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On the way to Eze: the view from the Moyenne Corniche.
Guest Writer

Finding everything an artist might need
An American in France
by Eva Lake

hank goodness Lufthansa found a home in PDX. One swift flight from Portland and you're making connections to exotic European locales and beyond. In our case, it was the Cote D'Azur.

The Riviera may be old hat to some and perhaps just plain old – a lot of aging Europeans make their final years there. It's not particularly hip nor on the edge of anything. No doubt Provence, just kilometers north, is much more chic.

The rhythm of a village: a run of colors, shapes, smells and tastes.

Our visit to France coincided with the one from George W. Bush – the first time he had set foot on French soil in about two years and a lot changed during that time. The anniversary of D-Day and the death of Ronald Reagan also happened during our stay.

But that didn't keep us from finding everything an artist might need: the flora and fauna, the art and architecture, the eccentric personalities. What was not native to the area has been shipped in and all of it seems to have taken hold and flourished.

Not that you need to go out of your way to find most of it. One could go to the Matisse Museum or the Renoir Museum. Leger, Picasso and a cast of thousands also built homes and legacies there. I went to none of these but still managed to come out of the whole trip inspired, with a run of colors, shapes, smells and tastes to drive me on.

No claustrophobic hotel room for us. After weeks of Internet searching I found an old (will the 17th century do?) house within an even older (14th century) village called Haut de Cagnes. Situated between Nice and Antibes, with a view of both land and sea from the rooftop terrace, we got to know the rhythm of a village.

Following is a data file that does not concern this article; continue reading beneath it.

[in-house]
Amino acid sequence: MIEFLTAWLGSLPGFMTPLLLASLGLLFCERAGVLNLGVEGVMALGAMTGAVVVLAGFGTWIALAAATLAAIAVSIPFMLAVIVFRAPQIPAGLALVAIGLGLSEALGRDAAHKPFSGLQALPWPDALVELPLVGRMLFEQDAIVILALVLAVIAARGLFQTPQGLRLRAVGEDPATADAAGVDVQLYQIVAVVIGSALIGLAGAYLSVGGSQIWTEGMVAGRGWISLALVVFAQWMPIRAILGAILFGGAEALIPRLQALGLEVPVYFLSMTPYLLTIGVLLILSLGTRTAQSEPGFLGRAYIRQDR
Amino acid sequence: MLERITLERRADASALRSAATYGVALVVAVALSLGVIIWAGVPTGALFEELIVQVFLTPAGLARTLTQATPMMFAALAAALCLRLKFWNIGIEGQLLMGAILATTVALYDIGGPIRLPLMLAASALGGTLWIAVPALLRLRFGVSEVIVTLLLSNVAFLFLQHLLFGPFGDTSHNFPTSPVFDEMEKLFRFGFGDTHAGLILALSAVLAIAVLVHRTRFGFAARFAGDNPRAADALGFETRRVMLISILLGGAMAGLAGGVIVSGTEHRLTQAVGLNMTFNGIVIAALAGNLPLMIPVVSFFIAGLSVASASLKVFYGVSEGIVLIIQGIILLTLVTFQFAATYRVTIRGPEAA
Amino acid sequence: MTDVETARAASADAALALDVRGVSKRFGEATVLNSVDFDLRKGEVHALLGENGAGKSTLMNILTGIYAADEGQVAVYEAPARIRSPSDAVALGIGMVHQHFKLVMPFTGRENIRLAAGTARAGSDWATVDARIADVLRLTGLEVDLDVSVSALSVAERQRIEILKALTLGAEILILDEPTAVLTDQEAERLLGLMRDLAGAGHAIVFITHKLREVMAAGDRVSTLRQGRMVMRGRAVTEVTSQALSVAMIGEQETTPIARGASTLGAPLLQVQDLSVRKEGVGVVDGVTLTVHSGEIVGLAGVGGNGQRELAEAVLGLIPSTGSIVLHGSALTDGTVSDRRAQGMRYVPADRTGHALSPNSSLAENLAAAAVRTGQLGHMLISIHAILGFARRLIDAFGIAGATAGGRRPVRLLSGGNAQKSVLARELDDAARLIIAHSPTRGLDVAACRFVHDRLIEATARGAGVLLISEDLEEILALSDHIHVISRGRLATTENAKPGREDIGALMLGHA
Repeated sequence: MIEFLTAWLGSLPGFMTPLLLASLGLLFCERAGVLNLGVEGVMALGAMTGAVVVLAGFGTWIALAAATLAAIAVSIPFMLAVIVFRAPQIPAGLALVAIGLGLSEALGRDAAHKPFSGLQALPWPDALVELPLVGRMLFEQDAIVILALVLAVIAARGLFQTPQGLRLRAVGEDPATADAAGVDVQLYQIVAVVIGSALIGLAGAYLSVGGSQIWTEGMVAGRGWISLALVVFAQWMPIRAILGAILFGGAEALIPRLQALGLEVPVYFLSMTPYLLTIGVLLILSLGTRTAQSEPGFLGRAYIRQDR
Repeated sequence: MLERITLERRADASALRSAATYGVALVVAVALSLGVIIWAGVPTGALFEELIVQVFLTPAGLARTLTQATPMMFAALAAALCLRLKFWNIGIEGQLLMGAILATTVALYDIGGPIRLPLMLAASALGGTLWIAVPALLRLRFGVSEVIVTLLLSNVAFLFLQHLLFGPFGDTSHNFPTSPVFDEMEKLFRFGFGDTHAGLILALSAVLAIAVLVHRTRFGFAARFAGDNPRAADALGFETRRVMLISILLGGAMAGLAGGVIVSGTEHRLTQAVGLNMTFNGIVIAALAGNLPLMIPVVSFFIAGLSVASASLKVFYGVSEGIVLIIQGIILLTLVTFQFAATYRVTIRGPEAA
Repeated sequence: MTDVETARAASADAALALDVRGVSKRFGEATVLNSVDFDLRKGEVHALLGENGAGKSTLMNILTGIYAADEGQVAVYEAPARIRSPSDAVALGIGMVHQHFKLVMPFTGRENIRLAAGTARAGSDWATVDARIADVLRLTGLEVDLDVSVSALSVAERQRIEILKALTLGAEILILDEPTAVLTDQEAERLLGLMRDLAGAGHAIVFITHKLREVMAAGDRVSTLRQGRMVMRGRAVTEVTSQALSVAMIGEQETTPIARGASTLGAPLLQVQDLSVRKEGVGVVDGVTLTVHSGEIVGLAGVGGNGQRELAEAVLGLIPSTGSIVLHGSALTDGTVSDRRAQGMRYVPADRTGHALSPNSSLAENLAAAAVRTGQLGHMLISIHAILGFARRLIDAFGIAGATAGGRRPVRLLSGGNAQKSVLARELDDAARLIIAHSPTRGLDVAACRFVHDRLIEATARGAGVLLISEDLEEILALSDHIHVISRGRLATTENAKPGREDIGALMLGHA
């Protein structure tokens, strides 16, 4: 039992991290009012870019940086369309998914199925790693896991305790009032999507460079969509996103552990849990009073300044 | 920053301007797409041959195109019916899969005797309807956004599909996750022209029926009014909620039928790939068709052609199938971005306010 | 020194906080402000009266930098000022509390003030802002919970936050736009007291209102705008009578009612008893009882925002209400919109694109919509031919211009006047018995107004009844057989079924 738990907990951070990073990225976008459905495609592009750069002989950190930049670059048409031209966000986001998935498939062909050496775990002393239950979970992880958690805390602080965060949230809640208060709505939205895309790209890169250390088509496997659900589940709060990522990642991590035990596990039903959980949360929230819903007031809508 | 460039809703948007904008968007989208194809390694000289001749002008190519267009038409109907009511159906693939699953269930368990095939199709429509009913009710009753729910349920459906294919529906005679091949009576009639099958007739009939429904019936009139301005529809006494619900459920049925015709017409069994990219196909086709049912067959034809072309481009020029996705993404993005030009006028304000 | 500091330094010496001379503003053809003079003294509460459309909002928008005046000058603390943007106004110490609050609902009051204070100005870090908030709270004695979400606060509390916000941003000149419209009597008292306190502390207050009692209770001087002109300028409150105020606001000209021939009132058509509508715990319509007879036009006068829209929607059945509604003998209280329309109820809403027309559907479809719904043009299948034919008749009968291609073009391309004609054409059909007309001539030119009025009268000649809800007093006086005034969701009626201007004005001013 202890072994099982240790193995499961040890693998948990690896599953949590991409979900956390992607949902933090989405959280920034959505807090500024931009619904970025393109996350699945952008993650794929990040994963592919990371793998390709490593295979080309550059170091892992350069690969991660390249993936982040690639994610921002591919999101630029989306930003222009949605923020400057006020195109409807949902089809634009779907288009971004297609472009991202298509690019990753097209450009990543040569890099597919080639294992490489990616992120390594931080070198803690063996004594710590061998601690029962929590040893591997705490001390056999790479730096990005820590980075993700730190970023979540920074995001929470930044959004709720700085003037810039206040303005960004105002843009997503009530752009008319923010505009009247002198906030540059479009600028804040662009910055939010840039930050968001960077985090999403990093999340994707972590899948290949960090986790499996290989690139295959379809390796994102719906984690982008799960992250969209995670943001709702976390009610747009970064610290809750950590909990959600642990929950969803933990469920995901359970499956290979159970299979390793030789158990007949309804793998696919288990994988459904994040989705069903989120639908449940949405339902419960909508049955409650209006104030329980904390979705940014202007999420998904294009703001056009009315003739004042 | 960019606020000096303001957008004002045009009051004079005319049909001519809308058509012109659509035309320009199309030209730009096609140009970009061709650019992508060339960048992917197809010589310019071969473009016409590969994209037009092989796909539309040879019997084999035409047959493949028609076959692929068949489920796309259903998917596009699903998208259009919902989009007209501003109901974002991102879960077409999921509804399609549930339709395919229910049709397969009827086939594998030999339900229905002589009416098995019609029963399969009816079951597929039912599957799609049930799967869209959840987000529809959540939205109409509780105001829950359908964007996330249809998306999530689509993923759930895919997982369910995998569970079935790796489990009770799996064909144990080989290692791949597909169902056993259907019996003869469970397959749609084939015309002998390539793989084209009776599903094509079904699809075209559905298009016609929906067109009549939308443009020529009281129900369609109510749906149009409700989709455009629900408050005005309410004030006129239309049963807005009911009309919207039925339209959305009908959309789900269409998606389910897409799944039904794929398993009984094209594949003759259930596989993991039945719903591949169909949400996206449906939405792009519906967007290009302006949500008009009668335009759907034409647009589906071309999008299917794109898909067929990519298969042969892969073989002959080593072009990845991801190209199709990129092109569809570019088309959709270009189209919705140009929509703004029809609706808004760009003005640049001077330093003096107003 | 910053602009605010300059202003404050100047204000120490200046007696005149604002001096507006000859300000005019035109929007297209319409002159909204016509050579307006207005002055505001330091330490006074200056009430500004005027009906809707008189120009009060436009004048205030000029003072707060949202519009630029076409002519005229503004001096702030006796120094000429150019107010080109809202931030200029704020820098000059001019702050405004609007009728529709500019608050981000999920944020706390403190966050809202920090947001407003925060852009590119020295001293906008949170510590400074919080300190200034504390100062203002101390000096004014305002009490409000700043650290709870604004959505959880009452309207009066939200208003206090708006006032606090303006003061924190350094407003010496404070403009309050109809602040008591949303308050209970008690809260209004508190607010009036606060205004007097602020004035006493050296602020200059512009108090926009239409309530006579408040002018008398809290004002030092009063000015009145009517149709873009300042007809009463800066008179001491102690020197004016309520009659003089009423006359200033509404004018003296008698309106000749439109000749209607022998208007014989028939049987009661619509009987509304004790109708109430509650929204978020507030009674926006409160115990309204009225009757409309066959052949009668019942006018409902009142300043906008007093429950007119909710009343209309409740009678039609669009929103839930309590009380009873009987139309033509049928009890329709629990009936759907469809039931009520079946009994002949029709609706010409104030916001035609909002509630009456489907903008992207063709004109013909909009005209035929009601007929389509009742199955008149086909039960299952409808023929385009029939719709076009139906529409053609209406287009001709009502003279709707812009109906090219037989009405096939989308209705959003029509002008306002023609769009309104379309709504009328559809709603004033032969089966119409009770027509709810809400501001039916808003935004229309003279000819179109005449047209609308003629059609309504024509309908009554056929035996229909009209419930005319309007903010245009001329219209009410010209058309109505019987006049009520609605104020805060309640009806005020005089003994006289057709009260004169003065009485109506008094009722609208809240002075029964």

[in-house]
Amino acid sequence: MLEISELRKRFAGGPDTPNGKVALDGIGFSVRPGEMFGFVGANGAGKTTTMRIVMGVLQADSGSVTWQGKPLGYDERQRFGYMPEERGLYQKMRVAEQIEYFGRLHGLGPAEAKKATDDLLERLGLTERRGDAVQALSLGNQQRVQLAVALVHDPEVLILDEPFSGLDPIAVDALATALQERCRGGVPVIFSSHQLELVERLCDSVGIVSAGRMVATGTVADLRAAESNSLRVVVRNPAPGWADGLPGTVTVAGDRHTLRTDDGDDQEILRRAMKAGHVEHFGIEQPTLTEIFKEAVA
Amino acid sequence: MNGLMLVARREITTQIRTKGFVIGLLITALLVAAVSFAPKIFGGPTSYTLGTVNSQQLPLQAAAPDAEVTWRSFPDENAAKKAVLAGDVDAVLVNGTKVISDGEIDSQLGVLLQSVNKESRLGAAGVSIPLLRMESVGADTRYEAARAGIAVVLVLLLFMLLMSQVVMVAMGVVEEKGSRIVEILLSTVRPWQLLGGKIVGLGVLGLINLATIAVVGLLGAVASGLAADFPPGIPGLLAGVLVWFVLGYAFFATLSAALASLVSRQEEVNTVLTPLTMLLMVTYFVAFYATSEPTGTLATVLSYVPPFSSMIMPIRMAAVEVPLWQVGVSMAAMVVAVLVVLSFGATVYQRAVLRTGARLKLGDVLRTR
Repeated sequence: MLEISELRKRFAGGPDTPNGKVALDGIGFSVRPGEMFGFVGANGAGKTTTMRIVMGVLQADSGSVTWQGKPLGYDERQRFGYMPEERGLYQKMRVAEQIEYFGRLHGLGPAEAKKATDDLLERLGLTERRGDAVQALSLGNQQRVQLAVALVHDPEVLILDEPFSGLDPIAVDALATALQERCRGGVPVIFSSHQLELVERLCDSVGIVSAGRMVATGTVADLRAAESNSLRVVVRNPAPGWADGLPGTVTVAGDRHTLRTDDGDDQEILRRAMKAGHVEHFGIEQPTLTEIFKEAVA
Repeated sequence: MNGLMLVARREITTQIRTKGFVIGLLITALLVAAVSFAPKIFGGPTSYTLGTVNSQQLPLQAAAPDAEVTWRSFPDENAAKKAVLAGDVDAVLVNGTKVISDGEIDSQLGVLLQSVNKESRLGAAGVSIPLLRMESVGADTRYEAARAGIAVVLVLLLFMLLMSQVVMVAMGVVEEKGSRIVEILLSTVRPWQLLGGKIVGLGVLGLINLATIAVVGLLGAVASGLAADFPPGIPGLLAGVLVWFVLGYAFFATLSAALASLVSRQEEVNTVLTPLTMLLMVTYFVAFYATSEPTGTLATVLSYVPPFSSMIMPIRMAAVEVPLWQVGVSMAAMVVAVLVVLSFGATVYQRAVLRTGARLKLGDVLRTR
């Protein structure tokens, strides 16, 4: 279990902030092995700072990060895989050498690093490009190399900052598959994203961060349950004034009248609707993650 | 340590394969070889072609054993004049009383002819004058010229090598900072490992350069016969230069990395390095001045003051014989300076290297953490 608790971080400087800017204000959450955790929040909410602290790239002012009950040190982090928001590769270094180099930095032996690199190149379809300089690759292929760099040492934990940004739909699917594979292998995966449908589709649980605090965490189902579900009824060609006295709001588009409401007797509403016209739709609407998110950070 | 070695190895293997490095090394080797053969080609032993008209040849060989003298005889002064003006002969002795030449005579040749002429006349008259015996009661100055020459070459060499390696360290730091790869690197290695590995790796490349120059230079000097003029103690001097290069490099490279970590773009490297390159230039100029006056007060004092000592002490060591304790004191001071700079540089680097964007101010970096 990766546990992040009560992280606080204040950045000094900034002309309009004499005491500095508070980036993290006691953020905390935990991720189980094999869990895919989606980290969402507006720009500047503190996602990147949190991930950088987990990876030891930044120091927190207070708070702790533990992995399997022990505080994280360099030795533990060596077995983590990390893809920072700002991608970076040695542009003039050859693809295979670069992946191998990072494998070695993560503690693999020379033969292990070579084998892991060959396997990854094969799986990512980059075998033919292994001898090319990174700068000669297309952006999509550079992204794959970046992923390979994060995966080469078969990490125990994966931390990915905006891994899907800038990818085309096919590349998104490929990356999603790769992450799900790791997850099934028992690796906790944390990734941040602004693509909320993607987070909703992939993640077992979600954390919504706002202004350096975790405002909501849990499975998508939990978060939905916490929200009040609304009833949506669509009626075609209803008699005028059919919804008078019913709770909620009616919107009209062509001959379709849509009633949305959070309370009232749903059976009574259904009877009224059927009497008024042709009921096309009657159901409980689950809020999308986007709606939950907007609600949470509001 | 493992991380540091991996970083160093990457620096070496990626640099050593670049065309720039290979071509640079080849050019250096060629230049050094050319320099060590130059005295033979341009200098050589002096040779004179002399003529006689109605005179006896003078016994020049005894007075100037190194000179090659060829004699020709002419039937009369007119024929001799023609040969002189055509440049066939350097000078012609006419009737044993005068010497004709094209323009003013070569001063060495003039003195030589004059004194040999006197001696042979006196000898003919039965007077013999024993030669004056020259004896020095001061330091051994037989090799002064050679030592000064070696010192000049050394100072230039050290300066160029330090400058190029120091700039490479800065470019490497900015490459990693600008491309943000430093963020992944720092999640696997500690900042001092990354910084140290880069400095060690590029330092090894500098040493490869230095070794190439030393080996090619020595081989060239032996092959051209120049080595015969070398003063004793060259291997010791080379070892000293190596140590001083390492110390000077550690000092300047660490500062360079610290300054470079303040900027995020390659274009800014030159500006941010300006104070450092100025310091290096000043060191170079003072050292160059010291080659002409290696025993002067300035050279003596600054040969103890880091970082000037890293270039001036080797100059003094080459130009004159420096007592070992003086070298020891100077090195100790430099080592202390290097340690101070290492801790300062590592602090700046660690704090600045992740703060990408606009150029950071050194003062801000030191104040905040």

La Cagnotte: home away from home.

Our hot little rented Citroen was small enough to squeeze through the medieval towns but large enough to zoom with confidence down the A8, a super highway charging by the kilometer and one smooth ride.

We swam at Cap D'Antibes, shopped in Aix (highly recommended!) and viewed the exotic garden in Eze, an ancient town which hugs a cliff between Monaco and Nice.

While any view before your eyes is a work of art, I did make homage to the Museum of Modern and Contemporary Art in Nice. This museum is known for its collection of Nouveaux Realists and other post-war European artists. The accumulations of Arman and the bulbous women of Niki de Saint Phalle had their own rooms.

View from the top: a rooftop terrace in Haut de Cagnes.

My absolute favorite room was of the Nicois homeboy, Yves Klein, a conceptual artist and painter of immateriality and infinity. Ultramarine blue paintings, sculptures, photos of models bathed in the color, even blue lights and blue fire – filled the museum.

What was probably best, however, was a whole bin filled of his famous pigment, also known as IKB (International Klein Blue). One wanted to have a private romp in the color – the color Klein said was of the sea and the sky; the color of the Riviera itself.

Americans in general have kept their distance from France in recent years. I, however, felt no animosity. Maybe they think Americans don't speak French and therefore I must have been British. Whatever the case, people were warm everywhere.

While there I read constantly in the papers of how much our foreign policy is hated. But at the same time they obviously feel a little at unease with the dread. Guilt, perhaps?

The market in Nice: what is not native to the area has been shipped in, taken hold and flourished.

D-Day was still big news over there, 60 years later, and I am of the generation still very much touched by it. My dad was a prisoner of war and lived a life shadowed by the experience, which then was transferred onto me. I know more about D-Day than anything to do with Vietnam, which raged as I grew up.

This secondhand, although no doubt slightly skewed knowledge accompanied me as I read the headlines and took in France and the French.

I could speak French well enough to get around, but probably never well enough to have the long, complicated conversations on politics I'd have liked to have had.

Those, perhaps, I can look forward to in my next trip to the South of France.

Visit Eva's Web site at www.lovelake.org and see more of her writing in our archives.

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